Share Notes Nov 10 & 12, 2022
CSA Share Notes:
Here’s your vegetable line up:
- Broccoli—Enough for everyone! We’re so grateful for a very abundant broccoli harvest this week. We’ll have it in smaller quantities for a few more weeks
- Cauliflower— This crop is extremely difficult to grow well in warm climates. Any year that we get a nice harvest, we feel so grateful. And this year, the cauliflower is simply gorgeous. Please cherish it! We know we will!
- Radishes— Easter Egg radishes for most shares, with Mini and a few Regular shares receiving French Breakfast radish- the long slender ones with pink tips. All tasty, crunchy, and surprisingly mild. Enjoy with salt and lemon, or on a salad or sandwich
- Scarlet Queen Turnip— Rosy pink turnips, perfect for roasting or boiling and mashing (Scottish Neeps and Tatties, anyone?) The tops are fantastic right now, too. Make sure not to waste them! Saute with butter, onion, and garlic, a bit of ham or bacon if you have it. Dress with some red pepper flakes or a dash of tobasco.
- Fennel— This crop is quickly becoming a favorite. We made a great tuscan kale and white bean soup last week that called for chopped fennel bulb. It was such a great addition! It has a sweet, very slight licorice flavor, and it’s really pleasant. Great roasted, but also nice raw, thin sliced.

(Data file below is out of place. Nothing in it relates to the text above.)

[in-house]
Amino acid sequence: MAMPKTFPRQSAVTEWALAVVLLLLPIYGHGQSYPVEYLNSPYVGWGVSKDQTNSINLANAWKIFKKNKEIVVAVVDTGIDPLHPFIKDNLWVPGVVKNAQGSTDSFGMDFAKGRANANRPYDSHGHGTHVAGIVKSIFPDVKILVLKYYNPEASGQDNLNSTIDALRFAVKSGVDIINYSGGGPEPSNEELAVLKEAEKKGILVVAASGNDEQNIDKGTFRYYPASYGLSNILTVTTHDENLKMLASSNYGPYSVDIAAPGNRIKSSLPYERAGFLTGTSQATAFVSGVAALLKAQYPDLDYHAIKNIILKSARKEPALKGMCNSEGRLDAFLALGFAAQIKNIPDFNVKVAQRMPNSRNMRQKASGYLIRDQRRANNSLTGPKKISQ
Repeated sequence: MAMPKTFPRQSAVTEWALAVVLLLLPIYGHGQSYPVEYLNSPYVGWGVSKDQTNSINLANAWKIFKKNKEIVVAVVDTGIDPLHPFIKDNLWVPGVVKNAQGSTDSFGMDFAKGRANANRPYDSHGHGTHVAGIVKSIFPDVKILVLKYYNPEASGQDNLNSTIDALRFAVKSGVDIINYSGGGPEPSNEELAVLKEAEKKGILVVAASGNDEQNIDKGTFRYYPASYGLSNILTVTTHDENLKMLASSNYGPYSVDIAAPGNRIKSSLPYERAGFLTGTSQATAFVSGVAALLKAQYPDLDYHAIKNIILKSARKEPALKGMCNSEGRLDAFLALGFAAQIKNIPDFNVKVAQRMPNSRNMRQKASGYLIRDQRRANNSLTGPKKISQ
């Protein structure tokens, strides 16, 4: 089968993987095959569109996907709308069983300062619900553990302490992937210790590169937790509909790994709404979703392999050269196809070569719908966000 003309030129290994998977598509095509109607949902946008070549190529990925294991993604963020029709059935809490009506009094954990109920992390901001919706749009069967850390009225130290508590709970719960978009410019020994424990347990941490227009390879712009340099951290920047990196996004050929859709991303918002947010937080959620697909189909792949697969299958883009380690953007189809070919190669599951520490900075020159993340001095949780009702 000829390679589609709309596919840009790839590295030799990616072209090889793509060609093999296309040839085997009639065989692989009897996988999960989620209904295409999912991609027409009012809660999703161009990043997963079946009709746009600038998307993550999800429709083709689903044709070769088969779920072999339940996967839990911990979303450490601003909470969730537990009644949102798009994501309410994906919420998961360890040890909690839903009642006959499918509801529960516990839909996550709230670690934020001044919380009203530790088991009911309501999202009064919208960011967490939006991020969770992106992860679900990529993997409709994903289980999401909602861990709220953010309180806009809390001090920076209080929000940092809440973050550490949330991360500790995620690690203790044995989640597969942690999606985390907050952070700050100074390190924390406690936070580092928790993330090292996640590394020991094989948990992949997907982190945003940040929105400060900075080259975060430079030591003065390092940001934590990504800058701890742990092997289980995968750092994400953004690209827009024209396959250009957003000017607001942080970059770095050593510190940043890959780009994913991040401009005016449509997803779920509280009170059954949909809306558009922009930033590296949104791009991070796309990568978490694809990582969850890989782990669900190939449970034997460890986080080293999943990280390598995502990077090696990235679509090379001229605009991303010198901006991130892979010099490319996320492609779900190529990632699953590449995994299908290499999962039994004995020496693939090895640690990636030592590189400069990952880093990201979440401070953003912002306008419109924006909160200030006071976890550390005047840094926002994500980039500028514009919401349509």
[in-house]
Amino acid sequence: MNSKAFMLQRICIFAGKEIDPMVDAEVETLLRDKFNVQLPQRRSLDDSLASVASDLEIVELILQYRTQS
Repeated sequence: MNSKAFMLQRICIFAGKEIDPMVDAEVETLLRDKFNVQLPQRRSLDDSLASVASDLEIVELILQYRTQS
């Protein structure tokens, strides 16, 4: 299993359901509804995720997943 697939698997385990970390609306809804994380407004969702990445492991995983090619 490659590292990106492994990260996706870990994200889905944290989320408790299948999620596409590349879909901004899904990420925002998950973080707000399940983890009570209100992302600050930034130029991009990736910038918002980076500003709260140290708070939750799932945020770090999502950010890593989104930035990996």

- Winter Squash— The winter squash crop was almost a total loss this summer, so we only have a tiny bit to offer. Large shares received baby butternut squash, and regular shares received acorn or kabocha squash.
- Garlic — A big, beautiful bulb or two for everyone.
- Sweet Potatoes — These lovely taters are grown right down the road by our friend and neighbor Tony Philips. He’s a fantastic sweet potato farmer, and while he’s not organic, he uses minimal inputs and never sprays the post-harvest potatoes with anti-sprouting hormones (Which are some of the worst endocrine disrupting and thyroid harming chemicals we could ingest on our food. Buying organic potatoes and sweet potatoes whenever you can helps you avoid this. Or if you know your farmer, you can ask if they use these nasty chemicals!) As the potatoes are really small this year, we’ve loaded you down with quite a few. Hopefully it’s plenty for 2 meals for your share size (Mini for 1 person, Regular for 2-3 ppl. and Larges for 4+ ppl)
Veggie Storage tips:
All your various greens and roots will keep longest stored in the fridge sealed up in produce bags or other airtight containers. For best storage life, sever your roots from their greens and store separately. This will help keep the roots from getting rubbery and the greens from going limp. Potatoes, winter squash, and garlic prefer a dry, room temperature spot, out of direct light. Everything will need a thorough washing before cooking, but leave the dirt on until you’re ready to use them to prevent spoilage.
We’d love to hear stories and recipes of your culinary adventures this week. Send us a note or post a comment of how you’ve used your CSA share.
Your farmers, Jess & Justin